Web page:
"What are you expecting for Christmas?" I asked Unlucky Louie.

"My wife's relatives," he sighed, "plus more of the usual bad breaks in trumps."

Louie was today's declarer, expecting the worst. The defense took three diamonds, and East next led the jack of hearts. Louie won and led a trump to the ace -- and sure enough, East discarded.

Louie returned a club to his ace and led another trump: ten, queen. He ruffed a club, led a trump to the nine and ruffed dummy's last club; but then he had only hearts left. When he led one, West ruffed.


"Maybe on Christmas Day I'd get a decent trump break," Louie moaned, "except then I'll be eating my mother-in-law's fruitcake, not playing bridge."

In case West has four trumps, Louie must cash the ace of clubs before leading the first trump to dummy. When East shows out, Louie ruffs a club, leads a trump to the ten and queen, and ruffs a club. He finesses with the nine of trumps, draws West's last trump and claims.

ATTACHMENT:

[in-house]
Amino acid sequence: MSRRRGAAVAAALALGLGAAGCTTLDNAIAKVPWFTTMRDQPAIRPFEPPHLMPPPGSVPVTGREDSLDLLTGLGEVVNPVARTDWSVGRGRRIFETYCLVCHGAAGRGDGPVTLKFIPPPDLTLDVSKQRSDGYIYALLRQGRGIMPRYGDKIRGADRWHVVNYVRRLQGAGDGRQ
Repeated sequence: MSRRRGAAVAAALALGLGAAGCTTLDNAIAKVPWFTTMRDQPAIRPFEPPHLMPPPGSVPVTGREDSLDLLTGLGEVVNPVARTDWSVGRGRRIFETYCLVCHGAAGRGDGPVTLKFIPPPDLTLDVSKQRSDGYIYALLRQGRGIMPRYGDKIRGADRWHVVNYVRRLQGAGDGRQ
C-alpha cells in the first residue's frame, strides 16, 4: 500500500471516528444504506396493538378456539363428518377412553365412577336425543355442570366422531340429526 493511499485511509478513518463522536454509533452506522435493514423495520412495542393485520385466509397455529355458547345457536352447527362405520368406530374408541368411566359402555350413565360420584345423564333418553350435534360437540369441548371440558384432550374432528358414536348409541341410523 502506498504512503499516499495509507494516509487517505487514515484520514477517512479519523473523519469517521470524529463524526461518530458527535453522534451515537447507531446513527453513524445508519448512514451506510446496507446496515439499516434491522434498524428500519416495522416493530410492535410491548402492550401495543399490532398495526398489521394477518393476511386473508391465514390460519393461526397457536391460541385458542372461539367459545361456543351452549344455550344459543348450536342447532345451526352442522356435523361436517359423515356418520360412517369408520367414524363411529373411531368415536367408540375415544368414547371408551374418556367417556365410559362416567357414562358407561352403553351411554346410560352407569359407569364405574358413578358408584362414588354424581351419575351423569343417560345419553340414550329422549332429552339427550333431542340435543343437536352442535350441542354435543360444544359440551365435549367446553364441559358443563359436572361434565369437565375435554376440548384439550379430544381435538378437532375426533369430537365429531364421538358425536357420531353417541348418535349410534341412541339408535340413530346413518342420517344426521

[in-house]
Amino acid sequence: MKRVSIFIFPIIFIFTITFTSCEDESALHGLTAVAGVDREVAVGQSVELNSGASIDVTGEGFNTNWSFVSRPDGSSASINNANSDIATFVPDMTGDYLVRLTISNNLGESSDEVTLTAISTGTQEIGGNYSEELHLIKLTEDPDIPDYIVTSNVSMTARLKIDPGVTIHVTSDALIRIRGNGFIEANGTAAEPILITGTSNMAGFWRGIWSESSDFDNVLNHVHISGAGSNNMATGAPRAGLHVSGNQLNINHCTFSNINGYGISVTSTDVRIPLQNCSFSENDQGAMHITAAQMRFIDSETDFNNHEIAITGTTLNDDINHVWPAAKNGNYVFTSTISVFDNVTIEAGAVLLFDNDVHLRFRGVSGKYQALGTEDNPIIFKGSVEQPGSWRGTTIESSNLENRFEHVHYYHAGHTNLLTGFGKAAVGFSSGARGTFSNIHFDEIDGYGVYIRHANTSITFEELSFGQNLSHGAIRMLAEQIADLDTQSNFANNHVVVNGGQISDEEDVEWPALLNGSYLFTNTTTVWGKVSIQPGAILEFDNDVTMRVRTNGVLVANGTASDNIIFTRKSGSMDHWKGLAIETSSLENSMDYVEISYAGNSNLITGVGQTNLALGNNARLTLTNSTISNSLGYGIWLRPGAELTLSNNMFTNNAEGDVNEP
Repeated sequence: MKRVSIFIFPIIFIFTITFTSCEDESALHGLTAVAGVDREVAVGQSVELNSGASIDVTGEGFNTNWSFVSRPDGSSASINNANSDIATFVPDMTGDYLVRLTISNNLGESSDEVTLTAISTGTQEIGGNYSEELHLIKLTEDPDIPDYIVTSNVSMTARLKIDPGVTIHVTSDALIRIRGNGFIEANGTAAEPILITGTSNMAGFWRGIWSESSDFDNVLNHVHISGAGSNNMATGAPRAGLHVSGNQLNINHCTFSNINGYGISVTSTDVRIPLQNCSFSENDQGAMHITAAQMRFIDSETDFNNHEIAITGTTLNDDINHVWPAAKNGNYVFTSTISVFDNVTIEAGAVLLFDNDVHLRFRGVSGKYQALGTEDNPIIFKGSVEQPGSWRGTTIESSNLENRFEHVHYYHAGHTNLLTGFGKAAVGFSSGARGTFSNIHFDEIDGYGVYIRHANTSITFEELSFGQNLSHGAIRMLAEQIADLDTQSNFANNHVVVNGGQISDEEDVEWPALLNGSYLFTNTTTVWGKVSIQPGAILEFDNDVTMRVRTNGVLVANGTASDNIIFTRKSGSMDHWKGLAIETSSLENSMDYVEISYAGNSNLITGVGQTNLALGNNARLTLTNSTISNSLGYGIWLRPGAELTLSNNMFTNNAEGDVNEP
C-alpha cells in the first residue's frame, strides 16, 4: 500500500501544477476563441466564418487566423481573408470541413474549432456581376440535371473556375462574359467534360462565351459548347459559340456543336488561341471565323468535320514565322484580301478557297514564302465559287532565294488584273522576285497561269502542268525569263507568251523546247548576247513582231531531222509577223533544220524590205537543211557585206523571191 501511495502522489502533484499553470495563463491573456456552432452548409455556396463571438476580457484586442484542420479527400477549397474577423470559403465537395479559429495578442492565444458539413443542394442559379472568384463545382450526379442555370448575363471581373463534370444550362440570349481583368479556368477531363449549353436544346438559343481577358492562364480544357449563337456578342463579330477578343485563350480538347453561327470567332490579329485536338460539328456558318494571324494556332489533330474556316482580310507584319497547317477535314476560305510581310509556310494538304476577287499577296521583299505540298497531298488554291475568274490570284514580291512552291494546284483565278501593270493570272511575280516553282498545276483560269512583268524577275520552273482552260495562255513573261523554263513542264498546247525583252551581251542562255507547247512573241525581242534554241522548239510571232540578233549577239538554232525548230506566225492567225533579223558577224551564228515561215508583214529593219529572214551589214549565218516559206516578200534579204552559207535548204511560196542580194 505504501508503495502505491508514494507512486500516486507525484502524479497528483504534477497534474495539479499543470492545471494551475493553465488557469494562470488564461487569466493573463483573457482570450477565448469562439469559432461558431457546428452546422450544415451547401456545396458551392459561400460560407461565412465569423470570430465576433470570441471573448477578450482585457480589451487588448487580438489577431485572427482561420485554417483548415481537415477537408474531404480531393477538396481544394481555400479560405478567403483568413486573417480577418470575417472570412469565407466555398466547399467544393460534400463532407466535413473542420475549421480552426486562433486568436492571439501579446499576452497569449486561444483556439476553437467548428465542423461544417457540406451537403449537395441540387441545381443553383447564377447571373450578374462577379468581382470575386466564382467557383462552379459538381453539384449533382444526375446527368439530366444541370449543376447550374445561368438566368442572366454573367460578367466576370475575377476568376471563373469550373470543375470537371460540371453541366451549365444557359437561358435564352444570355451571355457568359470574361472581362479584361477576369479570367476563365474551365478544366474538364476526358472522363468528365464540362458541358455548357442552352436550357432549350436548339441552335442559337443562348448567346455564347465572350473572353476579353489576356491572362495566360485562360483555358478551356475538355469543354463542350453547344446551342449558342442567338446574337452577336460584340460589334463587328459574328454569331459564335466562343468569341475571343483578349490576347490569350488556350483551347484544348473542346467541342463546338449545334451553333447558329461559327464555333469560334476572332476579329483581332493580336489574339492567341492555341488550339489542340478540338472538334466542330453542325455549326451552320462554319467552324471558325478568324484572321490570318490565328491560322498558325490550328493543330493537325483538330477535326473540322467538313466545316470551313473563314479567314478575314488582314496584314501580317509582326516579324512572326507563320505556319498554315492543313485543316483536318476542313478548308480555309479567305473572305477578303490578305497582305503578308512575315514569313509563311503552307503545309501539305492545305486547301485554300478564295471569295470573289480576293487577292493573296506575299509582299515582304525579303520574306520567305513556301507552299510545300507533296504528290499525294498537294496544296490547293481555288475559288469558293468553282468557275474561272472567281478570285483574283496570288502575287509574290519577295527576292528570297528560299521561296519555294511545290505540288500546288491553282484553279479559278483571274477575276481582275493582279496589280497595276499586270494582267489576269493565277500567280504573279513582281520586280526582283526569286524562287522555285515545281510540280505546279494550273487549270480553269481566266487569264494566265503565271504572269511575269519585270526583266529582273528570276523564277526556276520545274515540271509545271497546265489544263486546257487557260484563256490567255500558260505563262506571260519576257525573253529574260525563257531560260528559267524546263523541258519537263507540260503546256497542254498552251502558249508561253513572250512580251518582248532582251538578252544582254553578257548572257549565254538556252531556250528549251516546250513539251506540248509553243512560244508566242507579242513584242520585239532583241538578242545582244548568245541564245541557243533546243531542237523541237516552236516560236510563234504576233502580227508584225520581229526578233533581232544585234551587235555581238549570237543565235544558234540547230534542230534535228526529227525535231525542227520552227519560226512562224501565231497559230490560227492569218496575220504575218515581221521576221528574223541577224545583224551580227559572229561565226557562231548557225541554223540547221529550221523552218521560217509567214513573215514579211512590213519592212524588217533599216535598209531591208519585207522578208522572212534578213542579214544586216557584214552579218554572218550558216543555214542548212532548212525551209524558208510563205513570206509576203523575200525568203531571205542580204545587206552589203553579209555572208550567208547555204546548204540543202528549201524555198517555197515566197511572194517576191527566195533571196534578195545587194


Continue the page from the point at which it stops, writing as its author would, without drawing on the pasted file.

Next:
You hold: S None H J 10 9 8 4 D A K 6 C J 10 7 5 3. Your partner opens one heart, and the next player passes. What do you say?

ANSWER: With first-round control of two side suits, the hand is too slammish to jump to game. Partner couldn't visualize slam if he held a hand such as Q64, AK752, 85, A92. Count yourself correct if you chose any call except four hearts; three hearts (forcing), two clubs or a modern void-showing jump to three spades might work.

South dealer

Both sides vulnerable


S A K Q 9

H 6 5 3

D Q 8 7

C Q 8 6


S J 10 3 2

H 7

D J 10 9 4

C K 9 4 2


S None

H J 10 9 8 4

D A K 6

C J 10 7 5 3


S 8 7 6 5 4

H A K Q 2

D 5 3 2


South West North East

1 S Pass 3 S Pass

4 S All Pass

Opening lead -- D J